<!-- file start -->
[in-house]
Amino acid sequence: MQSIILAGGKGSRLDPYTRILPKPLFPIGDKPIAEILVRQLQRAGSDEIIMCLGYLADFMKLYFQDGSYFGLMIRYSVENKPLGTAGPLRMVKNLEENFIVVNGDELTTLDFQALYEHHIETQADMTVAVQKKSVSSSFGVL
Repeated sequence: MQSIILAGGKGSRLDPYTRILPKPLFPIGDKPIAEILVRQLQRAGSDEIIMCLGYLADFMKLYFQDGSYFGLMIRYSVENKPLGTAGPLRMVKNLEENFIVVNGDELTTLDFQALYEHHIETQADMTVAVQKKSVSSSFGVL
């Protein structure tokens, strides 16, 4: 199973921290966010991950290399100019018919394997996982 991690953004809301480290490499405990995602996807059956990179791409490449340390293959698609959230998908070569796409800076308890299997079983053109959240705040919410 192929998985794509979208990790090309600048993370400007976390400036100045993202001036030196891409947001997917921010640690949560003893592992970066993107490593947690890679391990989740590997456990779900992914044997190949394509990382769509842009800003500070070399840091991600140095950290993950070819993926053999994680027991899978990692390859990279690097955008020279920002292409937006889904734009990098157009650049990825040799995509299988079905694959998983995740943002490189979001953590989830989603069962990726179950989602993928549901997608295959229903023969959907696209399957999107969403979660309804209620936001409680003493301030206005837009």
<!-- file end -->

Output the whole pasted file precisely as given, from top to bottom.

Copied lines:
[in-house]
Amino acid sequence: MQSIILAGGKGSRLDPYTRILPKPLFPIGDKPIAEILVRQLQRAGSDEIIMCLGYLADFMKLYFQDGSYFGLMIRYSVENKPLGTAGPLRMVKNLEENFIVVNGDELTTLDFQALYEHHIETQADMTVAVQKKSVSSSFGVL
Repeated sequence: MQSIILAGGKGSRLDPYTRILPKPLFPIGDKPIAEILVRQLQRAGSDEIIMCLGYLADFMKLYFQDGSYFGLMIRYSVENKPLGTAGPLRMVKNLEENFIVVNGDELTTLDFQALYEHHIETQADMTVAVQKKSVSSSFGVL
């Protein structure tokens, strides 16, 4: 199973921290966010991950290399100019018919394997996982 991690953004809301480290490499405990995602996807059956990179791409490449340390293959698609959230998908070569796409800076308890299997079983053109959240705040919410 192929998985794509979208990790090309600048993370400007976390400036100045993202001036030196891409947001997917921010640690949560003893592992970066993107490593947690890679391990989740590997456990779900992914044997190949394509990382769509842009800003500070070399840091991600140095950290993950070819993926053999994680027991899978990692390859990279690097955008020279920002292409937006889904734009990098157009650049990825040799995509299988079905694959998983995740943002490189979001953590989830989603069962990726179950989602993928549901997608295959229903023969959907696209399957999107969403979660309804209620936001409680003493301030206005837009």